BOURNEMOUTH could be getting ‘town rangers’ to patrol the streets and help visitors.

They would wear brightly coloured jackets and liaise with the police and shops.

The ‘Bournemouth Town Rangers’ are in the plan for the town centre Business Improvement District (BID).

Their mission would be to ‘reduce anti-social behaviour on the streets, be a welcoming presence, and make it a safe, friendly place’.

Bournemouth will only get the rangers if the town centre’s 561 businesses vote in favour of a BID this spring.

Patrick Weir, head of Rugby’s BID, briefed police officers, council officials and the Daily Echo on how the scheme works there.

His seven rangers cost £175,000 a year and carry out two shifts covering 8am to 6pm.

They have no special powers but use radios to liaise with pub watch and shop net and Mr Weir has daily meetings with the police. He said shoplifting was down 50 per cent.

The Rugby Rangers have a sister team of three cleaners. Mr Weir said: “I challenge people to find half a dozen pieces of chewing gum on our streets because we have removed everything.”

Other duties include being a friendly face to visitors, calling into shops, and carrying out special projects – like making the town’s Christmas grotto.

Mr Weir said the rangers fitted around the police, traffic wardens and other officials without “stealing jobs.”

Gregg Dunnett, the town centre BID co-ordinator, said: “We don’t face the same levels of trouble as Rugby and we get far more visitors.

“Therefore the ‘friendly face of the town’ aspect is likely to be more important for the proposed Bournemouth Town Rangers.”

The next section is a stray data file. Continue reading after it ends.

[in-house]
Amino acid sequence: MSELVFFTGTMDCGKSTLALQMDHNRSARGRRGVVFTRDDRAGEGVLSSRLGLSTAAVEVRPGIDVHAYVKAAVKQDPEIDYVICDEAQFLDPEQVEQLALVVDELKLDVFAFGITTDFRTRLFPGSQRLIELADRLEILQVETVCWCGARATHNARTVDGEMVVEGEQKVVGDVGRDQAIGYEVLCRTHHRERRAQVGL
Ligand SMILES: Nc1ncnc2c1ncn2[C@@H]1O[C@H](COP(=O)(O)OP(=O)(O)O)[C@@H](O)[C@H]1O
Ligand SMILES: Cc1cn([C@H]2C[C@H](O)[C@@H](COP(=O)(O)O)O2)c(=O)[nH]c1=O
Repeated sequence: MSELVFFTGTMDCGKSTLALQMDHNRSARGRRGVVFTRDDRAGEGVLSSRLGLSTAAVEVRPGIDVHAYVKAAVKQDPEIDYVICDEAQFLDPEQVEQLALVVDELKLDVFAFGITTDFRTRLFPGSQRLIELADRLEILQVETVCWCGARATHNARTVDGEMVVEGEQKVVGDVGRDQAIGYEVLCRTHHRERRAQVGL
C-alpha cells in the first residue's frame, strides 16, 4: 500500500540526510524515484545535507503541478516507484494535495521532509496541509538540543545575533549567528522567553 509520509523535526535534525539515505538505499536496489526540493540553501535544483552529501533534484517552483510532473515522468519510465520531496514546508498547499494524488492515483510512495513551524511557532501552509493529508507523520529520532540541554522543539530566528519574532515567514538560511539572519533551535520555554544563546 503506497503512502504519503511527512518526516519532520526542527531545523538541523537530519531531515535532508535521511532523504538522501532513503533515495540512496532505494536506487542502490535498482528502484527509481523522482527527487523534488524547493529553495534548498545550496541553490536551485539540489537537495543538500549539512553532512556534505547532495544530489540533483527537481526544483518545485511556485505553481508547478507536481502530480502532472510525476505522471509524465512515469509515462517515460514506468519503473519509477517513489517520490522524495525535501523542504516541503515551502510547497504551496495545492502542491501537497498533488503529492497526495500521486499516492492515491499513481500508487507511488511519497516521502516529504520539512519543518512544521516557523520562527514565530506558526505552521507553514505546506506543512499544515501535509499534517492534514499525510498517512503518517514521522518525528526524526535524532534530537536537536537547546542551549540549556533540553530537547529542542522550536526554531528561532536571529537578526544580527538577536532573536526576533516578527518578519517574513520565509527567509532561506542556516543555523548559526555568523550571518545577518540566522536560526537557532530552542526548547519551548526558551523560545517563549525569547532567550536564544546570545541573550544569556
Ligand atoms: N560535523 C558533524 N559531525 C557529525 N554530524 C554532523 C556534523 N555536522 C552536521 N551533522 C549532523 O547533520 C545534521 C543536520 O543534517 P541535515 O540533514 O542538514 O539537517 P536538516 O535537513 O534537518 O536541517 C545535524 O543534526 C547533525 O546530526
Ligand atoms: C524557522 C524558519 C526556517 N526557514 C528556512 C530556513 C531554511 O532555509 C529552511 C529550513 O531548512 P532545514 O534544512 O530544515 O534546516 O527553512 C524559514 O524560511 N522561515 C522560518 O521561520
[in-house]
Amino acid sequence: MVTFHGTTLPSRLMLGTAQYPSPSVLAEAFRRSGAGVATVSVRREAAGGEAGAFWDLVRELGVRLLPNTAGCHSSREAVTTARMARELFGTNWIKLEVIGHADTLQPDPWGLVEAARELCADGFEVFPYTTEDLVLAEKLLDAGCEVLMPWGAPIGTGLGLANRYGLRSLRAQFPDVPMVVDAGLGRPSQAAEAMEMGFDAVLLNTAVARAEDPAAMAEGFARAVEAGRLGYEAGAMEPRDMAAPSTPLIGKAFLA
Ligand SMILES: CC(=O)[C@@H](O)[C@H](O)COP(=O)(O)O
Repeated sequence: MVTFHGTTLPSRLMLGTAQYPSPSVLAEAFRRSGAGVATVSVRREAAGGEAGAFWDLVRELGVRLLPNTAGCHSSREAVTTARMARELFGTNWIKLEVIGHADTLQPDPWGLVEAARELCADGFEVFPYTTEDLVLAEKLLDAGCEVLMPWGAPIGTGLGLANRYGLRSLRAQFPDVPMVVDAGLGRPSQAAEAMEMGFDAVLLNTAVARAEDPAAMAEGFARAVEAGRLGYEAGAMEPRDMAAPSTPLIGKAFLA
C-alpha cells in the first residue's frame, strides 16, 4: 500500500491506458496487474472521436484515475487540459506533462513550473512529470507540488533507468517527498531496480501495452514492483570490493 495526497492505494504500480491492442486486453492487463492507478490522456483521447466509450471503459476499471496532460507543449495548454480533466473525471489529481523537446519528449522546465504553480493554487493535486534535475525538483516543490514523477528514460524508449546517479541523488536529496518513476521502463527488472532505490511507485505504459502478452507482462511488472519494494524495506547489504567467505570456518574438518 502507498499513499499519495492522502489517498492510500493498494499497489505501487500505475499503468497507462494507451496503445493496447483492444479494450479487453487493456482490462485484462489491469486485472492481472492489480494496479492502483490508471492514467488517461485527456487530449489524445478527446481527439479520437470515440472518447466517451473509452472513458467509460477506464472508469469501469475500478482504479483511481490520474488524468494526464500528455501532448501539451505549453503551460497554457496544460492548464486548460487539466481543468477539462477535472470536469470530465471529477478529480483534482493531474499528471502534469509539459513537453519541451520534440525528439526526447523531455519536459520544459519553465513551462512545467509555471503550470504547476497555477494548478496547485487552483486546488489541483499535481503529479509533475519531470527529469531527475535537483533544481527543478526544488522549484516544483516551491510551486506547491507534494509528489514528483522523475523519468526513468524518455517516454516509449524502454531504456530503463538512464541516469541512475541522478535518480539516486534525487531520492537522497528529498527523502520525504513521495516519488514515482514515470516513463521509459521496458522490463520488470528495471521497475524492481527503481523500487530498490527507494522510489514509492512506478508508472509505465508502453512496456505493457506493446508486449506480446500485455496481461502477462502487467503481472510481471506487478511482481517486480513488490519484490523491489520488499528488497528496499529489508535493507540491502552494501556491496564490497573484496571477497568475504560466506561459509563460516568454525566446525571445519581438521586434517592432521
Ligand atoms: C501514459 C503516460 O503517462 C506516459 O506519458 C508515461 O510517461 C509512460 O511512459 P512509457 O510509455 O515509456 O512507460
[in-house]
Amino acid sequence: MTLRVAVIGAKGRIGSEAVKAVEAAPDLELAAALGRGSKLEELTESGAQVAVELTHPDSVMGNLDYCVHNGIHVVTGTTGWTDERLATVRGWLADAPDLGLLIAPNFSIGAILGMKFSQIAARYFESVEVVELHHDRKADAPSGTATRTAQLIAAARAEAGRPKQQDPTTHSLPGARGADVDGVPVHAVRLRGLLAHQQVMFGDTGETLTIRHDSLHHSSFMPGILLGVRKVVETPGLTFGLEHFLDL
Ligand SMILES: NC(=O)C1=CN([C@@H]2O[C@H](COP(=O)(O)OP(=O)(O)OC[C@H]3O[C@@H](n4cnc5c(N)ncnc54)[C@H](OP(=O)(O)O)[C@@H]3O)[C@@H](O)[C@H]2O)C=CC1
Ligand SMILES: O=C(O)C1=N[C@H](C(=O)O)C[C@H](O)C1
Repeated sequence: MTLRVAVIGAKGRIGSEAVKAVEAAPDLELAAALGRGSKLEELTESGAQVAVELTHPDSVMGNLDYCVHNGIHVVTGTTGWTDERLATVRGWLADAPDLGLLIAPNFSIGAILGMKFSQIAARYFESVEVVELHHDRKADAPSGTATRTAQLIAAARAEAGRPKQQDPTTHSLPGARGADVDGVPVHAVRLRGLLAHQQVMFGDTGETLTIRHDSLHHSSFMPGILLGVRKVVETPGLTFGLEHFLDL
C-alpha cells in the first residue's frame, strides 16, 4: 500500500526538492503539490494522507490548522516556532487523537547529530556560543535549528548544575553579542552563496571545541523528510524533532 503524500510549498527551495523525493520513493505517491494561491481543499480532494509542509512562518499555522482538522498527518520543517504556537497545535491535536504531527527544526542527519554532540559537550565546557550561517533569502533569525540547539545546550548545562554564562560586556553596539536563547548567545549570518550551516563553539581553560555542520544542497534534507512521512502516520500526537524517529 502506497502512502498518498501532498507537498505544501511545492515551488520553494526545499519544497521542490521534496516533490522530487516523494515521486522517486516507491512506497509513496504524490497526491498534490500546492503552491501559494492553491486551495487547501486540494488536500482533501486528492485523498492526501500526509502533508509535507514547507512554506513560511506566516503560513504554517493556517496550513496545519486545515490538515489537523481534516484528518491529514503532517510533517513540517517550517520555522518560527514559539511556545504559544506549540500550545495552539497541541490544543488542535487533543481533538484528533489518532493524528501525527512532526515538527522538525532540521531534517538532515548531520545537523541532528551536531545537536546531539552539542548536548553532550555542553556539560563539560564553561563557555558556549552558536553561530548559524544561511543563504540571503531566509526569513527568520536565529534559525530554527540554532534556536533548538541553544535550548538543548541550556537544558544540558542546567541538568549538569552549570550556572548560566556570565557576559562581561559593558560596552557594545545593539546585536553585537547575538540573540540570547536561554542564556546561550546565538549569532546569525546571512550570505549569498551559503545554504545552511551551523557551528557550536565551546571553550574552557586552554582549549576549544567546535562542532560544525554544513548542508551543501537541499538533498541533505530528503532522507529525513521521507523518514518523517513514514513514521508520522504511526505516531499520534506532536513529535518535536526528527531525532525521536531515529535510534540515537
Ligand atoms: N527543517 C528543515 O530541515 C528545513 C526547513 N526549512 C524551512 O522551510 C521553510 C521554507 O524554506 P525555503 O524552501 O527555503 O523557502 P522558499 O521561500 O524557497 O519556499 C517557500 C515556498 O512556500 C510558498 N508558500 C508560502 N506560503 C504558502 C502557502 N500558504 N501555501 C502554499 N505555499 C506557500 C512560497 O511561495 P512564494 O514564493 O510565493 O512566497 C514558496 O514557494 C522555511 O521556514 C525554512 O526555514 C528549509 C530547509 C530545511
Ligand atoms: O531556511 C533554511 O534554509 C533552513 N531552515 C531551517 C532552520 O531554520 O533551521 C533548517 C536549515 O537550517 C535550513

Tony Brown, head of Beales department store chain and chairman of the BID steering group, pictured inset, has looked at similar teams in other towns.

He told the Echo: “People get used to them as they visit and they have an effect on crime and littering. I think they would make a significant difference to Bournemouth town centre.”

Cllr Dave Smith, head of communities, said: “I would support anything that made the streets a safer and more pleasant place.”

The BID team has proposed Town Rangers to combat the concerns raised by businesses.

People said street drinkers and vagrants drove shoppers to Castle Point because it does not have any beggars.

Other concerns included shoplifting and Stags and Hen parties – the latter is a particular concern for restaurateurs on Christchurch Road.

Traders also said visitors can’t find shops that are not on Old Christchurch Road and Commercial Road.

Business Improvements Districts (BIDS) have been created around the country.

They already operate in Wimborne and Dorchester though Southampton voted against one in 2009.

Businesses within a defined area pay an extra levy, typically one to three per cent of their business rates.

A one per cent bid works out at about £100 for a small cafe, and £10,000 a year for a large department store. Bournemouth town centre would raise £340,000 a year with a one per cent levy.

The money is used to improve the trading environment. It might go on extra signs, more street cleaning, marketing or car parking subsidies.

BIDS need to win approval from 50 per cent of the businesses and those in favour need to make up at least 50 per cent of the area’s rateable value.